A relief worker looks over boxes of aid provided by the U.S. on November 14, 2013 in Leyte, Philippines. Proponents of food aid reform say it makes more sense for the U.S. to buy food donations locally than ship them across the globe.
Chris McGrath Getty Images

Originally published on Fri November 15, 2013 10:49 am

Emergency aid, including stocks of food, started arriving this week in cyclone-devastated areas of the Philippines; more is on the way.

The first wave of aid — high-energy biscuits designed to keep people alive when food is scarce — arrived via airlift. Huge shiploads of rice will be needed in the weeks and months to come. And exactly how the U.S. donates of that rice is a flashpoint in a long-running debate in Washington, D.C., about food aid.

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Shots - Health News
2:44 pm
Thu November 14, 2013

Bacterial Competition In Lab Shows Evolution Never Stops

The plate on the left contains about equal numbers of colonies of two different bacteria. After the bacteria compete and evolve, the lighter ones have taken the lead in the plate on the right.
Courtesy of Michael Wiser

Originally published on Fri November 15, 2013 10:49 am

Evolution is relentless process that seems to keep going and going, even when creatures live in a stable, unchanging world.

That's the latest surprise from a unique experiment that's been underway for more than a quarter-century.

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Europe
7:12 am
Thu November 14, 2013

Happy Birthday Prince Charles

Transcript

RENEE MONTAGNE, HOST:

Good morning. I'm Renee Montagne. Never having taken the job he was destined for, Prince Charles is ready to retire. Today the prince turns 65, making him eligible for his government pension. Now a grandfather, Charles is the longest reigning heir in Britain's history, even longer than Queen Victoria's son Bertie, or Edward VII. Obviously Charles won't be living on his pension of $175 a week. The prince says he will donate it to charity. It's MORNING EDITION. Transcript provided by NPR, Copyright NPR.

Around the Nation
7:09 am
Thu November 14, 2013

Fake Cop Devours Real Doughnuts In Florida Shop

Originally published on Fri November 15, 2013 10:16 am

Transcript

STEVE INSKEEP, HOST:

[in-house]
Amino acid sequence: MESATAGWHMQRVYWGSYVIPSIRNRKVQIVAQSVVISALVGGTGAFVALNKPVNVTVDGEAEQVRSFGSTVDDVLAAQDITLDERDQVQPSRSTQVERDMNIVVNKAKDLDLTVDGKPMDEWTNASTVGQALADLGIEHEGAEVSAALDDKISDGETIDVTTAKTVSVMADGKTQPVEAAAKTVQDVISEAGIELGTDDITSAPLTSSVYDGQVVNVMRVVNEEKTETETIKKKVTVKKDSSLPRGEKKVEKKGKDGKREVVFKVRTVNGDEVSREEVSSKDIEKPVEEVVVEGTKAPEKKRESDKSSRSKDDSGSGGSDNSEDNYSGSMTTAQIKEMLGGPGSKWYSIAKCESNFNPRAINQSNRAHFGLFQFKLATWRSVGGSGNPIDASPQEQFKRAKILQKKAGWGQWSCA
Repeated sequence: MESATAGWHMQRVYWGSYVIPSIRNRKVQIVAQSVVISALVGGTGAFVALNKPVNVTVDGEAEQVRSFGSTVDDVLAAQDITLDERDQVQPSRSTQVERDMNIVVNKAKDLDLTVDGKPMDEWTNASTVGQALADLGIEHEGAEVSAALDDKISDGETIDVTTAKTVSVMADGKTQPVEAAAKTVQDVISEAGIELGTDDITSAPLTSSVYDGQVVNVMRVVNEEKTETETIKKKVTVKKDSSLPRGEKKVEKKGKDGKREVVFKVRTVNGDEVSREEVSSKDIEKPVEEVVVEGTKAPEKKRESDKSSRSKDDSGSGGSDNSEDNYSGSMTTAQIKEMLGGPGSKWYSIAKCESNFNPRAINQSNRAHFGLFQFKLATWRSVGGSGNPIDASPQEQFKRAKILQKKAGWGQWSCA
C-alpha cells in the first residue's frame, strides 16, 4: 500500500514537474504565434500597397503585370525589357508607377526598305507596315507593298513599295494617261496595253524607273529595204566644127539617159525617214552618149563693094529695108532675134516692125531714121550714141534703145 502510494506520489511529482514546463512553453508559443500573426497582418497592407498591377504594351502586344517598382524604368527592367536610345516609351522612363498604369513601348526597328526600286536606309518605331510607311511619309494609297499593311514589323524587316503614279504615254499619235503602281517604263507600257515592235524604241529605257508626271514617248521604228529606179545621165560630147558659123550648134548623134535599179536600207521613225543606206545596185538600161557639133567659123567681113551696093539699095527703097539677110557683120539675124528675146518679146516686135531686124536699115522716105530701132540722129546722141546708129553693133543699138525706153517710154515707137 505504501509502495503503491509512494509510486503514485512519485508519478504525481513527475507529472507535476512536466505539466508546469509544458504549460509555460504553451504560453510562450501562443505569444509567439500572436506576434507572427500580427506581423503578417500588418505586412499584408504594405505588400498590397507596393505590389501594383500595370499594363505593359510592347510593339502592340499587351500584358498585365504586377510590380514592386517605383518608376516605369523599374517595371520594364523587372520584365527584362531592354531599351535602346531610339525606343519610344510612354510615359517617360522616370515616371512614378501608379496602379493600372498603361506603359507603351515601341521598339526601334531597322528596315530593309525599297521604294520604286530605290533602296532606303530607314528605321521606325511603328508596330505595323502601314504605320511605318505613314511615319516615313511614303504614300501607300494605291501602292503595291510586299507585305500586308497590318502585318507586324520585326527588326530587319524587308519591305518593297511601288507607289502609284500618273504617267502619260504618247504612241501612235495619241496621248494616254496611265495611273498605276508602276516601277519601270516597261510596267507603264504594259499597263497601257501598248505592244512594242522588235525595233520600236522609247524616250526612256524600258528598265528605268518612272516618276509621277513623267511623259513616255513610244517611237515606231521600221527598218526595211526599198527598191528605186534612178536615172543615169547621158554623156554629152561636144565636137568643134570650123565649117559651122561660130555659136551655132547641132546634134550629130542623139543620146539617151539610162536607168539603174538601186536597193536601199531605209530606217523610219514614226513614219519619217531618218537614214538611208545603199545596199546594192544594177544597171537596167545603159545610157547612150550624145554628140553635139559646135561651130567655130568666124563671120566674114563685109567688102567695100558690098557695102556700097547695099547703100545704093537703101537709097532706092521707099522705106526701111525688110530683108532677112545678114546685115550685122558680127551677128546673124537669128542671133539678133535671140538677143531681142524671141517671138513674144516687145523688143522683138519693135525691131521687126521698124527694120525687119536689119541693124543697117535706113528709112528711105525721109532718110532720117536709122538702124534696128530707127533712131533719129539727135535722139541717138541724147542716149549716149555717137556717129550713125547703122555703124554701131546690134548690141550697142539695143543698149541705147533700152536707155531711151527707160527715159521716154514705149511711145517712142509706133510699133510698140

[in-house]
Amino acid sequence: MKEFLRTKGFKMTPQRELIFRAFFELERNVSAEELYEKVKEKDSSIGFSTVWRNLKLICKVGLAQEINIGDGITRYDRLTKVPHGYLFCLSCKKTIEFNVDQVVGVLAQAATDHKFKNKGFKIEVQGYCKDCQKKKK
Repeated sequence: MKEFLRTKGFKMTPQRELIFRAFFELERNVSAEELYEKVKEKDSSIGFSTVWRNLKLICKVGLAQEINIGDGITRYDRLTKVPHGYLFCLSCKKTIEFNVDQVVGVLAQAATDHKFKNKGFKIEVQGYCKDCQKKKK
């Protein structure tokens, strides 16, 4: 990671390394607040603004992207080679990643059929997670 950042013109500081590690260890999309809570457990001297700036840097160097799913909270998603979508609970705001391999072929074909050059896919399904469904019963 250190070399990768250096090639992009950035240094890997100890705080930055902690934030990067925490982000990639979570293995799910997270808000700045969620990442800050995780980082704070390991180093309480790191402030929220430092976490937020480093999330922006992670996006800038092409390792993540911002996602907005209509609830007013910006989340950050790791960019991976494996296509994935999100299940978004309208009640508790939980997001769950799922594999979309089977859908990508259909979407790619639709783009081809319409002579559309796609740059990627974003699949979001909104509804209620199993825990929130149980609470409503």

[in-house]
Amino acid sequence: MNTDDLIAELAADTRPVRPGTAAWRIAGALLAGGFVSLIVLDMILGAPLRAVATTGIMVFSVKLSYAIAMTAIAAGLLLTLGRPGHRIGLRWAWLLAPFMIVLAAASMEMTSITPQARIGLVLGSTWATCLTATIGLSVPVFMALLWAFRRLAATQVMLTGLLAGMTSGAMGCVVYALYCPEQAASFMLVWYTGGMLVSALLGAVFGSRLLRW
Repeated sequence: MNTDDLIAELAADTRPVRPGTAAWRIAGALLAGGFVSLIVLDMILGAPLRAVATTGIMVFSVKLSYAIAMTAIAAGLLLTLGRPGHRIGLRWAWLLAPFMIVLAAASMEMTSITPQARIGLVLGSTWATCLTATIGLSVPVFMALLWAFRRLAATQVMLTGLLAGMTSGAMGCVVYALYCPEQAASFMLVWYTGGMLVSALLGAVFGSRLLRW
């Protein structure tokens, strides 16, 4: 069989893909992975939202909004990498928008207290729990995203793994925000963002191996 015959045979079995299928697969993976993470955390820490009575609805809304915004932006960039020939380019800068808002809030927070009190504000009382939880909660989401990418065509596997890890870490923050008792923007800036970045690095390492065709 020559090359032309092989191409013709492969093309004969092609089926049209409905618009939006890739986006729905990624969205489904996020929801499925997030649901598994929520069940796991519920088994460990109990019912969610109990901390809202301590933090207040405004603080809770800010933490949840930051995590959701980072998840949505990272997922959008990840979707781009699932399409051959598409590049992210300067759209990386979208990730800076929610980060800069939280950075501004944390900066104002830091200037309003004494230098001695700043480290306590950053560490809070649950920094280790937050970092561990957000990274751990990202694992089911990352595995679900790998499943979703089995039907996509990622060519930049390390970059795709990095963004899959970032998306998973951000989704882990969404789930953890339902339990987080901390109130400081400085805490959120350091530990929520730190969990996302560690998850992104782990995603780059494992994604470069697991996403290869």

Good morning. I'm Steve Inskeep.

Dunkin Donuts offers a discount for police. That plays off a stereotype, but gives little thanks for their service. The trouble came when a Florida cop seemed to overuse the privilege. He showed a badge, returned several times, and even brought his family before the manager began suspecting that Charles Chuck Berry was no cop. Real police set up surveillance and caught the impersonator with a badge, a gun and presumably powdered sugar on his hands.

Politics
6:52 am
Thu November 14, 2013

Rep. Waxman Weighs In On Affordable Care Act Problems

Originally published on Thu November 14, 2013 6:53 am

Transcript

RENEE MONTAGNE, HOST:

This is MORNING EDITION from NPR News. I'm Renee Montagne.

STEVE INSKEEP, HOST:

And I'm Steve Inskeep. Let's hear next from a defender of Obamacare, the Affordable Care Act. Democratic Congressman Henry Waxman of California is on the line. Congressman, welcome back to the program.

REPRESENTATIVE HENRY WAXMAN: Thank you. Pleased to be with you.

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Business
6:46 am
Thu November 14, 2013

How Best To Manage Workplace Bullying

Originally published on Thu November 14, 2013 6:53 am

Transcript

RENEE MONTAGNE, HOST:

Allegations that Miami Dolphins players harassed one of their own teammates got us thinking about other subtle forms of intimidation that can happen in the workplace. One out of every three people report being bullied on the job. That's according to a survey done by the Workplace Bullying Institute. Its director, Gary Namie, spoke to NPR's Linda Wertheimer. He told her bullying happens across income levels but that it's more likely to occur in particular professions.